The light shone brightly on the dimly lit backdrop of the Warner Brothers studio lot during a random night in February. Displayed high above was the familiar shape that represented vengeance and justice: the sleek silhouette of a bat! In a week that was uncharacteristically warm during this time of year, even for Los Angeles, things were about to heat up even more. For shortly, before a limited number of members of the press, The Batman would soon appear!
Earlier this month, The Nerds of Color was invited to take part in a very special press event with the cast and crew of The Batman. Among the expected roster of attendees were stars Robert Pattinson and Zoe Kravitz, director and co-writer Matt Reeves, and producer Dylan Clark. Adorning the backstage area were the screen-used suits from the film. The aforementioned bat light hung high above. And like clockwork, moderator Tiffany Smith came out to introduce the evening’s panel.
Clark and Reeves were the first to make their entrance, followed shortly after by Kravitz. Pattinson was the last to be introduced. And with his arrival, Smith began the Q&A.
The group was asked how it felt finally seeing the film with an audience for the first time.
“We have not been with people for a very long time,” quipped Clark.
“It’s fantastic, I just want to say,” said Reeves. “We’ve been waiting for five years. We made this movie over literally the course of five years. Insane pandemic in the middle of it. [Questions about] Are people going to the movies? And to finally be done with the movie, and to be able to share it… means the world.”
“I was going to say that, but I was ramping up to it,” retorted Clark.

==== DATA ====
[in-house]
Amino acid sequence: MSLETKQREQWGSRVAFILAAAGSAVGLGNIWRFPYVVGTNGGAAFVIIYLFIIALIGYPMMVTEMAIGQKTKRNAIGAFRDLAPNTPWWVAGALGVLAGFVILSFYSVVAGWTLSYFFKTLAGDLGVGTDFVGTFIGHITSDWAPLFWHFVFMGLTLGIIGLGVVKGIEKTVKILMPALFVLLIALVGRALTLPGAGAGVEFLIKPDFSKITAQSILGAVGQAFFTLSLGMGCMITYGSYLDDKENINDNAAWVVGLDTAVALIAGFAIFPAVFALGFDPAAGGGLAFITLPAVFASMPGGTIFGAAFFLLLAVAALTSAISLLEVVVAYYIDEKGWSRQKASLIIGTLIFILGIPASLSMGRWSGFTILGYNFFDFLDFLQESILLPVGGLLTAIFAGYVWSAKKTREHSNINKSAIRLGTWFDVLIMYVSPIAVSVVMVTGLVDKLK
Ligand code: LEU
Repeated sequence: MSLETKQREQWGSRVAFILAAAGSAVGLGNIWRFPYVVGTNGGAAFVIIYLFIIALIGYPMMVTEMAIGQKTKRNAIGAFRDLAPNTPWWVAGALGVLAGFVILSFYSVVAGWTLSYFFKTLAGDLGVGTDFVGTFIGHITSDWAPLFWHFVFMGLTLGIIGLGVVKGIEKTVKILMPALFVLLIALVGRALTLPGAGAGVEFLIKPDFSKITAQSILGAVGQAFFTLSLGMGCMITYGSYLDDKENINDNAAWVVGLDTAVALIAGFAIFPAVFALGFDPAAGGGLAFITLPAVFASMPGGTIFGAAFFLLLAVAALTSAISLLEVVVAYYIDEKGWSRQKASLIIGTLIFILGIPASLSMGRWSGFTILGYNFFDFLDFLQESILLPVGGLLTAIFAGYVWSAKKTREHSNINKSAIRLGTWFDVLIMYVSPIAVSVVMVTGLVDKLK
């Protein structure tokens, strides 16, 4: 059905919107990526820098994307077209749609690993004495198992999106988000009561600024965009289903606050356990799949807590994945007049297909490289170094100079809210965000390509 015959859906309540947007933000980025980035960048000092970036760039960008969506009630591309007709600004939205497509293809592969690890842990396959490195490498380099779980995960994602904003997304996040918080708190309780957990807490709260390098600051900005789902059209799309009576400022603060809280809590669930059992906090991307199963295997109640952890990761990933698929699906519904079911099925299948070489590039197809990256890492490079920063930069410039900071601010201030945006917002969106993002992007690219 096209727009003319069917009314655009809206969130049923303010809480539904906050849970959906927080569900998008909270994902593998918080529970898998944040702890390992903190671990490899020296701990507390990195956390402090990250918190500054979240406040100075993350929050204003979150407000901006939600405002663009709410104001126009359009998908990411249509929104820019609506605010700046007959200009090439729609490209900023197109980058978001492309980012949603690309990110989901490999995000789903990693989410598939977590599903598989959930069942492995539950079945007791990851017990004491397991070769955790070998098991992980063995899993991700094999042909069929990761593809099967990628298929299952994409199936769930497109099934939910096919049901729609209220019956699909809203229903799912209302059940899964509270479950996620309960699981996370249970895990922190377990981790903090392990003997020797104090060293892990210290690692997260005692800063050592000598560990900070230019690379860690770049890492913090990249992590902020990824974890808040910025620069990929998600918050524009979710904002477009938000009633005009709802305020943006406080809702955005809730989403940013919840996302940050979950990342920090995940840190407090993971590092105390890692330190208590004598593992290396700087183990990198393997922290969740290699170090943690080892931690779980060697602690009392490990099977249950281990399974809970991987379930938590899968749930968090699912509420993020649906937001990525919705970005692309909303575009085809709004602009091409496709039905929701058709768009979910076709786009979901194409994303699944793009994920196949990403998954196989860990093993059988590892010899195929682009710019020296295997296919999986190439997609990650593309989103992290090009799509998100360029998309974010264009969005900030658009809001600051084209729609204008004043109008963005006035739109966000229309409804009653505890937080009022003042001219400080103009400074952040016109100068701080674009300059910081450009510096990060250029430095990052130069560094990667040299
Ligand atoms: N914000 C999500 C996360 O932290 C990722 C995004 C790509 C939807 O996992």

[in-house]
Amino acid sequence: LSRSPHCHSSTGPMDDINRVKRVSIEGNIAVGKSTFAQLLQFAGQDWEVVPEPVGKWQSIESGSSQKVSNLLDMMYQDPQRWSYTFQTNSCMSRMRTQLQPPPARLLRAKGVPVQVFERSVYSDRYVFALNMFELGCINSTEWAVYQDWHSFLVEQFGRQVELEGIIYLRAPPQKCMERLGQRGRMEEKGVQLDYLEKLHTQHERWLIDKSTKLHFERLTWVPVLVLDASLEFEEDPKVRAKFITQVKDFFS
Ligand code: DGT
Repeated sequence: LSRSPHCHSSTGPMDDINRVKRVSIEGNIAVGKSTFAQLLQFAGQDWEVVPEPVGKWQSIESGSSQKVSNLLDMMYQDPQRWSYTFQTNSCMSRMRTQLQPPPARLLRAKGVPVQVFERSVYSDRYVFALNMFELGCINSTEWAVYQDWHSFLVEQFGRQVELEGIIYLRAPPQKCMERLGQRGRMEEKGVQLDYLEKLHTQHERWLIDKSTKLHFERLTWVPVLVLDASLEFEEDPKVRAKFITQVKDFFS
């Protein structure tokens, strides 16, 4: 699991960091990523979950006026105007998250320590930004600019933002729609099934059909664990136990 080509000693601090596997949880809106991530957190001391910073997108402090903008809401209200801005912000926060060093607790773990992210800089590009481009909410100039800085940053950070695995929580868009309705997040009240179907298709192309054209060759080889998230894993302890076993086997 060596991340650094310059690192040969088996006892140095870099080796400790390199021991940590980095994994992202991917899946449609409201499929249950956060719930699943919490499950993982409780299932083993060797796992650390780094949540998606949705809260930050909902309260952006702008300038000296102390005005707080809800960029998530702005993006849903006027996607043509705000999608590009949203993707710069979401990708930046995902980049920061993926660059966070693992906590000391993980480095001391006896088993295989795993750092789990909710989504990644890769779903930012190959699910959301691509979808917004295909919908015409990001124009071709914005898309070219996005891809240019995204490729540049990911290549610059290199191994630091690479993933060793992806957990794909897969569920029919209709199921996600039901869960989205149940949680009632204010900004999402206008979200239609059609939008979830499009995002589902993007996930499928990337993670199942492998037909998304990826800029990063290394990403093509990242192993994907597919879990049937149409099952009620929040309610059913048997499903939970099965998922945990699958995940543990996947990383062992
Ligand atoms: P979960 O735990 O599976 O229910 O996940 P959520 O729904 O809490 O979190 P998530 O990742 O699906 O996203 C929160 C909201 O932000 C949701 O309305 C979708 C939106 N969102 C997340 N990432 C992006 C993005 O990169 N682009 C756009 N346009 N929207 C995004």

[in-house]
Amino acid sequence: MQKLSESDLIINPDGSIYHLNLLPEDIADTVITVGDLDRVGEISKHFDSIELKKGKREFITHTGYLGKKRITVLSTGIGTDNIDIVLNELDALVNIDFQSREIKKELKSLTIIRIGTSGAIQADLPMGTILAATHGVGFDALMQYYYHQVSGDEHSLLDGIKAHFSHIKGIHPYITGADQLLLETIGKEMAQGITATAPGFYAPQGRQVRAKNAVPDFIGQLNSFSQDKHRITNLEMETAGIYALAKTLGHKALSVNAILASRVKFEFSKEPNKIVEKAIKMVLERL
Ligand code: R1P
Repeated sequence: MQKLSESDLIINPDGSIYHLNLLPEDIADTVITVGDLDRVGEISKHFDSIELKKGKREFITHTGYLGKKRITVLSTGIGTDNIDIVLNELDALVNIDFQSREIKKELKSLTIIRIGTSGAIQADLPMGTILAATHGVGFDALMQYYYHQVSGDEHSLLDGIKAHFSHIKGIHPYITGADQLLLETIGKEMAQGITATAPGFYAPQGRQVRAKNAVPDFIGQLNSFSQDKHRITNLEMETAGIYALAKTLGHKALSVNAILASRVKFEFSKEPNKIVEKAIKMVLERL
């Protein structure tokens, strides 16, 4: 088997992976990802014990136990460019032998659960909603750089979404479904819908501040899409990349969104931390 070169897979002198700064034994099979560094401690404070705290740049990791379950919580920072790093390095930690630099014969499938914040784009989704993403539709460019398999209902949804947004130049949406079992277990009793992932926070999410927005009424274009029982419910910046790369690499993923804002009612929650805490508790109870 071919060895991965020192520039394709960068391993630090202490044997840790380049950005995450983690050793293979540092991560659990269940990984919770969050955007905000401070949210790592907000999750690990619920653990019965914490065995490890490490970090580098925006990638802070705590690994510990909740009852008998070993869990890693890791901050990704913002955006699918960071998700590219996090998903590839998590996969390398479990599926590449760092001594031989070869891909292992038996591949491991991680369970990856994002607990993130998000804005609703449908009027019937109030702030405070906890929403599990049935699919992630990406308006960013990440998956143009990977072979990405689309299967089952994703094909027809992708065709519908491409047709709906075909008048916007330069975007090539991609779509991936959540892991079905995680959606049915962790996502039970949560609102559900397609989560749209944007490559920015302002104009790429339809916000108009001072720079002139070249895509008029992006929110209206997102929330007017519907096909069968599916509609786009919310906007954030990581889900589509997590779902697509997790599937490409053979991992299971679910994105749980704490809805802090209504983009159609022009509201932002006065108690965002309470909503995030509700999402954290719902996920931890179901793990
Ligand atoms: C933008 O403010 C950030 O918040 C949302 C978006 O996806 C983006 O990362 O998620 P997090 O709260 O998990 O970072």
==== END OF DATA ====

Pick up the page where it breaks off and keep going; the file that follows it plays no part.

“I’m really glad [everyone] is wearing masks, so I can’t read their micro-expressions,” joked Pattinson. “I’m absolutely terrified!… But no, really very, very excited. And also just having the fanbase that Batman does, to kind of bolster us through this period as well, and knowing there’s still anticipation after taking forever to shoot the movie, and waiting forever for it to come out, that there’s still this excitement, it’s really lovely.”
Pattinson was then asked about what his process was like in approaching the voice of Batman for his turn as the Caped Crusader.
“It was a lot of trial and error. I had a lot of time to think about it,” he began. “I think I was cast about seven or eight months before we started shooting. And so I was experimenting with a lot of different things. And I think for the first two to three weeks we were doing a variety of different voices. Because there was only a couple of lines in the first few scenes that we shot. And I think me and Matt just sort of settled on something that started to sit in a very particular place. And it felt like progression from other Bat-voices. And felt somewhat comfortable to do as well. It’s weird. It just suddenly starts to feel right. The more you embody the suit, the more you embody the character it just started to come out quite organically. And I think that’s what I was trying to do with the character as well. I was trying to think. He’s not putting on a voice. He puts on the suit. And then the voice just starts happening for him as a person as well.”
Reeves was asked about the first time he heard Pattinson doing his interpretation of the Batman voice.